Federal Government’s Energy Plan

17 October 2017

The Federal Government has today unveiled an energy plan designed to reduce electricity prices and ensure network reliability while also fulfilling Australia’s international emissions reduction commitments and offering greater certainty for investors. The centrepiece of the plan is a National Energy Guarantee (NEG), recommended by the Energy Security Board (ESB) and comprising two elements: a reliability guarantee and an emissions guarantee. The reliability guarantee is designed to deliver the necessary level of dispatchable energy in each state by ensuring that energy retailers source a proportion of their energy from ready-to-use sources such as coal, gas, pumped hydro and batteries. The emissions guarantee – which will be set by the Commonwealth and enforced by the Australian Energy Regulator (AER) – will require energy retailers to provide a proportion of electricity from low emissions sources. See the Government’s media release here.

Agreed to by the Cabinet on Monday evening and approved by the Coalition party room earlier today, the Government’s plan does not include the proposed Clean Energy Target (CET) previously recommended by Chief Scientist Alan Finkel in his recent review of Australia’s energy sector. In order to deliver greater energy reliability, the new plan will require companies to use a portion of dispatchable electricity, with the aim of preventing blackouts and ensuring energy reliability. The Government believes that this will contribute to system stability, as power would be purchased using long-term contracts over the short-term, fluctuating spot price.

The new plan proposes to reduce emissions by removing subsidies and incentives for renewable energy, instead placing the onus on energy retailers to ensure their purchased power meets efficiency benchmarks set under the emissions guarantee. It is not yet clear what penalties will be applied to companies who fail to comply. The current Renewable Energy Target (RET) will end with its expiration in 2020; the Government has indicated it is no longer needed due to the increasingly competitive nature of renewable technologies.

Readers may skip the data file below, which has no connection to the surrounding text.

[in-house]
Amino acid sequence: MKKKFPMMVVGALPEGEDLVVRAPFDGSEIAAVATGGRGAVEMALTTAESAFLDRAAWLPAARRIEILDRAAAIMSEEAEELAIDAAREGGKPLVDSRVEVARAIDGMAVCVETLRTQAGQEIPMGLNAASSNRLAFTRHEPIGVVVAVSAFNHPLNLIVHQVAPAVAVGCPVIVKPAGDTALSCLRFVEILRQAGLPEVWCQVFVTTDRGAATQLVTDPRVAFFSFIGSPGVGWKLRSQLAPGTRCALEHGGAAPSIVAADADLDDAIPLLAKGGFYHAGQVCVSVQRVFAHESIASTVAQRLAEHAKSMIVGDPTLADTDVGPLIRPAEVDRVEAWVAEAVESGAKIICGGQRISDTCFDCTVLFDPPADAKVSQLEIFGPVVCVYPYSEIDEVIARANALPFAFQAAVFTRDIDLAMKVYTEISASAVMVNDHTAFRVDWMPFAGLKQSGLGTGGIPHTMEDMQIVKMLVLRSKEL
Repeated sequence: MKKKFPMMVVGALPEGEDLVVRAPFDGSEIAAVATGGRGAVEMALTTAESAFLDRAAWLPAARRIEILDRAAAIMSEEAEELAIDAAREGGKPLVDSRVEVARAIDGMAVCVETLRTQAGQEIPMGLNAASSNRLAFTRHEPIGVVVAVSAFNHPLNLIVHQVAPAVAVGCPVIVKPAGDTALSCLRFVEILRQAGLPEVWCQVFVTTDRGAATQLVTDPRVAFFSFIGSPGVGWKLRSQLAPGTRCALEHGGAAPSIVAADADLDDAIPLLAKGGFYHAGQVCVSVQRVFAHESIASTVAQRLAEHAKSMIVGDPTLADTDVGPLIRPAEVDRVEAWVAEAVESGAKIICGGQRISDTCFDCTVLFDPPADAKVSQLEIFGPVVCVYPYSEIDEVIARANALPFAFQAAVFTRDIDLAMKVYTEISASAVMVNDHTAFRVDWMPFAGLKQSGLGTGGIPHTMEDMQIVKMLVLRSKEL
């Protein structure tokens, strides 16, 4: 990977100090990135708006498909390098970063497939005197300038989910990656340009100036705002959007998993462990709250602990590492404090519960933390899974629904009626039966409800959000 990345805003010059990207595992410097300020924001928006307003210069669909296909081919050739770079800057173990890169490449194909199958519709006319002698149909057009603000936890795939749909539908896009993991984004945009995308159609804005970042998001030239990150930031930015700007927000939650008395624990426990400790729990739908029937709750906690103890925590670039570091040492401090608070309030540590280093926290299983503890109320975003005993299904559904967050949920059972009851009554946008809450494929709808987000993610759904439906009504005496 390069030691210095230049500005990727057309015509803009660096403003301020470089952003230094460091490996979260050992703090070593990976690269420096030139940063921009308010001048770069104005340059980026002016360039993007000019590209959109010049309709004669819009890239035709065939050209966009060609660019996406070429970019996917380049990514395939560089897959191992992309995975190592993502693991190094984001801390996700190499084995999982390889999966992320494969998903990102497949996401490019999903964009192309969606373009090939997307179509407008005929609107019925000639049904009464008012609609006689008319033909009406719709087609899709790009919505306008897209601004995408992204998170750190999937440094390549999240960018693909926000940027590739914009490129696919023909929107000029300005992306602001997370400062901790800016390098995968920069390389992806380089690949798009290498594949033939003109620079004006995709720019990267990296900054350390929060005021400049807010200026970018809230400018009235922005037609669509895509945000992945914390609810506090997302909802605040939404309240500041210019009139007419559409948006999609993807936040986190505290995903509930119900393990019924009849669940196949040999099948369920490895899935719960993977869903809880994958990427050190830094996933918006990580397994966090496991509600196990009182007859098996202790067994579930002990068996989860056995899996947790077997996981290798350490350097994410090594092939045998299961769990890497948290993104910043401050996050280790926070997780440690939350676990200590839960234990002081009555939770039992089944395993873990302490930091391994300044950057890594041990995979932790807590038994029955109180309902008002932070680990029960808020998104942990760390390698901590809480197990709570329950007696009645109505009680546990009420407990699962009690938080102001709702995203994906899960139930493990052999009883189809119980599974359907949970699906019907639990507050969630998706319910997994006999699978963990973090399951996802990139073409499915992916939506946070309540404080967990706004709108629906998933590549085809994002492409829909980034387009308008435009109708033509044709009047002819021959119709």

Prime Minister Malcolm Turnbull has promised the energy plan will deliver “cheaper, more reliable electricity for Australian families and businesses”, saying it presents an “opportunity to break from the climate wars of the past and forge a sensible, sustainable path forward”. The Prime Minister also emphasised the plan is “truly technology-neutral” and will facilitate investment in “whatever technology the market needs – solar, wind, coal, gas, batteries or pumped storage”. Deputy Liberal Leader Julie Bishop described the plan as “a very secure way of ensuring reliability, affordability and meeting our Paris commitments”, while Energy Minister Josh Frydenberg called it a “credible, pro-market policy” that will deliver lower electricity prices. See coverage here.

Politically, the plan is crucial for the Prime Minister, who has had to contend with weeks of internal party debate over energy policy. The plan also represents an opportunity for the Government to reset the agenda and regain lost ground in the polls; the Coalition trails Labor 46 to 54 per cent in two-party terms according to Monday’s Newspoll.